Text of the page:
On Friday I went to the nurse to get my travel injections. As I was only going to Europe I didn’t expect there’d be too much of a kerfuffle about getting fit for travel, but after a 50 minute meeting at my local surgery, I was enlightened.
Times a factor
In the morning, the nurse had given me a phone call in shock at the destinations I’m covering and wanted an overview of time spent in each to judge the dosage and what shots I needed. There were a few that I simply didn’t have time for, like rabies, which consists of three shots costing £55 each spread out over several weeks. Luckily, this jab wasn’t a cause for concern as long as I’m careful and within 24hours of a medical centre (a new star to add to my Google maps for each destination).
Lots of paper, no saving the trees
For each destination in Europe I’ll step foot in, I now have a handy overview of recent outbreaks and things to look out for, like food and water hygiene. A lot of these things I wasn’t in the mindset of thinking about so I feel more prepared now than ever. I’d add to anyone thinking about going to Europe to check out the travel injections information for each country as being informed has made me more relaxed and pleased to know what’s out there. Accidents and mistakes happen but everyone can be aware 🙂
The main destinations that required jabs were Romania, Bosnia, Croatia and Serbia, so definitely check the details before travelling.
Getting nervous but getting it done
After the 45mins of travel chat with the nurse, it was time. I don’t normally get nervous but as she prepared the three syringes and lined them up, my heart rate did increase. For this trip I had three shots covering quite a lot of nasty things; TDP (Tetanus, Diphtheria & Polio), MMR (Measles, Mumps & Rubella) and Hepatitis A/Typhoid. Phew. I also got a handy vaccines record card so I’m up to date with what I’ve had, as before a lot of these were done in childhood and out of memory.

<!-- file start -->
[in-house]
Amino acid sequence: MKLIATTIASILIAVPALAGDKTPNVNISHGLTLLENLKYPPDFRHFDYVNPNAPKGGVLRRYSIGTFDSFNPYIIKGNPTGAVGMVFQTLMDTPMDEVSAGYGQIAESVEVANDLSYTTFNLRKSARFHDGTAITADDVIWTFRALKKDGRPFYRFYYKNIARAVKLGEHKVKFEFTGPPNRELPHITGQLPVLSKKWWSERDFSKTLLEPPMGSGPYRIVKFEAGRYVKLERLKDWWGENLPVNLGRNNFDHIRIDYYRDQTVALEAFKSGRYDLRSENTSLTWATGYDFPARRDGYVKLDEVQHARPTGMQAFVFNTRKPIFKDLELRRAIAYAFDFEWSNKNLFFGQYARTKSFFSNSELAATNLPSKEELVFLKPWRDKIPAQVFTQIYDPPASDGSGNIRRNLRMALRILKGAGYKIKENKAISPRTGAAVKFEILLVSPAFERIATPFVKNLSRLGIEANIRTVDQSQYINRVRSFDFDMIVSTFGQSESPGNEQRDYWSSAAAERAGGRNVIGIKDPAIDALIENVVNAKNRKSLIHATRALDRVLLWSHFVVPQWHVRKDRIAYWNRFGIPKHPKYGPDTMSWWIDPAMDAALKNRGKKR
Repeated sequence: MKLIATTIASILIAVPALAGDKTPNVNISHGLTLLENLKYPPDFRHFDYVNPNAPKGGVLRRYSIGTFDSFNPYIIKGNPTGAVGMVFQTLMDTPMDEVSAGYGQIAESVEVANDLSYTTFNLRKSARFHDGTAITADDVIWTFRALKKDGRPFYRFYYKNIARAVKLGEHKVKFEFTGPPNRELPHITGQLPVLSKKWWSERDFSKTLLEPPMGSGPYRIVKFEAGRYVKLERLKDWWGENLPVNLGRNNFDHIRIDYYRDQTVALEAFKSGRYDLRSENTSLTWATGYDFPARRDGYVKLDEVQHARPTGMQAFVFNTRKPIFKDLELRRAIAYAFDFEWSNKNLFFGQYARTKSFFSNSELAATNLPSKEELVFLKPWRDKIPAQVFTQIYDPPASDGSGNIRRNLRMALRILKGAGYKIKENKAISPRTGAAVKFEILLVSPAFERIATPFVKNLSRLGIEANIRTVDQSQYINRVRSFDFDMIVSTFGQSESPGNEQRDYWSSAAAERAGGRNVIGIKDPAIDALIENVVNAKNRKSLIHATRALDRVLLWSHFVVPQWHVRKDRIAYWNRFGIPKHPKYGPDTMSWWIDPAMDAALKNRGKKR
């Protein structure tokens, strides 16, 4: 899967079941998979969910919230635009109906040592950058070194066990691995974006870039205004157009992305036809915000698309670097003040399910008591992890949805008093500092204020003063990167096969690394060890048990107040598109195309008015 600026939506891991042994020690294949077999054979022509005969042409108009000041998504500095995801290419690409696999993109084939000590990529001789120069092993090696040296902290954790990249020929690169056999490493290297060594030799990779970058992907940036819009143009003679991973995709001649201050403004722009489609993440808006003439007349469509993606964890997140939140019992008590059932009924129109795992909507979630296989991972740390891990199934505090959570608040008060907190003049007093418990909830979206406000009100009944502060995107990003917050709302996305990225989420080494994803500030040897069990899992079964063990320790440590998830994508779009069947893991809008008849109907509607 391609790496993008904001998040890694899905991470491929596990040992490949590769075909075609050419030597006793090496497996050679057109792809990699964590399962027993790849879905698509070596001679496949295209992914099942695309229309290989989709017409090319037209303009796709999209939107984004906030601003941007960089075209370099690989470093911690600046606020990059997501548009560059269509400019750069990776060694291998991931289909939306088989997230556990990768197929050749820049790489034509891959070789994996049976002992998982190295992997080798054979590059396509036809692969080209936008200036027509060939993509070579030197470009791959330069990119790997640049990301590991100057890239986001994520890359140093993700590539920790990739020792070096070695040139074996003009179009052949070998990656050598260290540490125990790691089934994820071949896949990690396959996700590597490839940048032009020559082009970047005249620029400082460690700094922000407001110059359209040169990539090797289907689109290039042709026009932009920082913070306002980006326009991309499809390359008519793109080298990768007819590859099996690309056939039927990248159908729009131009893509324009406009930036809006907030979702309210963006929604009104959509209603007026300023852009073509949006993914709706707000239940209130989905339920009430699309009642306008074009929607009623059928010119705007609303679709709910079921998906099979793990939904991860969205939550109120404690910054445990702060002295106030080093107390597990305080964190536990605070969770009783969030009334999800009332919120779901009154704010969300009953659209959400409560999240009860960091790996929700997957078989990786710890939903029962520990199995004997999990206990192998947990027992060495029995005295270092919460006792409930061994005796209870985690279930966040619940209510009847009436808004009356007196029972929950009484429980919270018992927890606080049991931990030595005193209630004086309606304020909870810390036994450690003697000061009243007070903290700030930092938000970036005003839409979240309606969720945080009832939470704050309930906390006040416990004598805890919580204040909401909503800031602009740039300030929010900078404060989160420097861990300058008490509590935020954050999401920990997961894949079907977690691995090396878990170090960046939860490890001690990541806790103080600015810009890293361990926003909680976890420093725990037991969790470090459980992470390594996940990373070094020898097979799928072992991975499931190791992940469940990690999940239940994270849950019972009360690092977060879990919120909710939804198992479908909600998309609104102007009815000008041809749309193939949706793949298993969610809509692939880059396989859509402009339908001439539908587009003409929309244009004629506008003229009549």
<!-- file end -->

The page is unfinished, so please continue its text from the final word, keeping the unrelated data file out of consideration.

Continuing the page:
With lots of tick born diseases going around, I have to buy a tick remover, and with diseases spread by blood, I need to buy my own syringes for medical staff to use if I break my leg for example. While this one is quite unlikely, they’re cheap and lightweight so I’ll definitely be taking them with me. Turns out you can’t get a jab for everything, and a lot comes down to common sense and not taking too many risks.
Alcohol hand wash, dioralyte, sports drink and DEET (damn insects) also make the list for my online shopping spree and will be nice additions to the first aid kit I already own.
If I’d gone in for my injections earlier I might have got another couple done, but the good thing about doing this so close to my departure date is that all of the safety advice is fresh in my mind. I hope this experience can help with your own travel plans.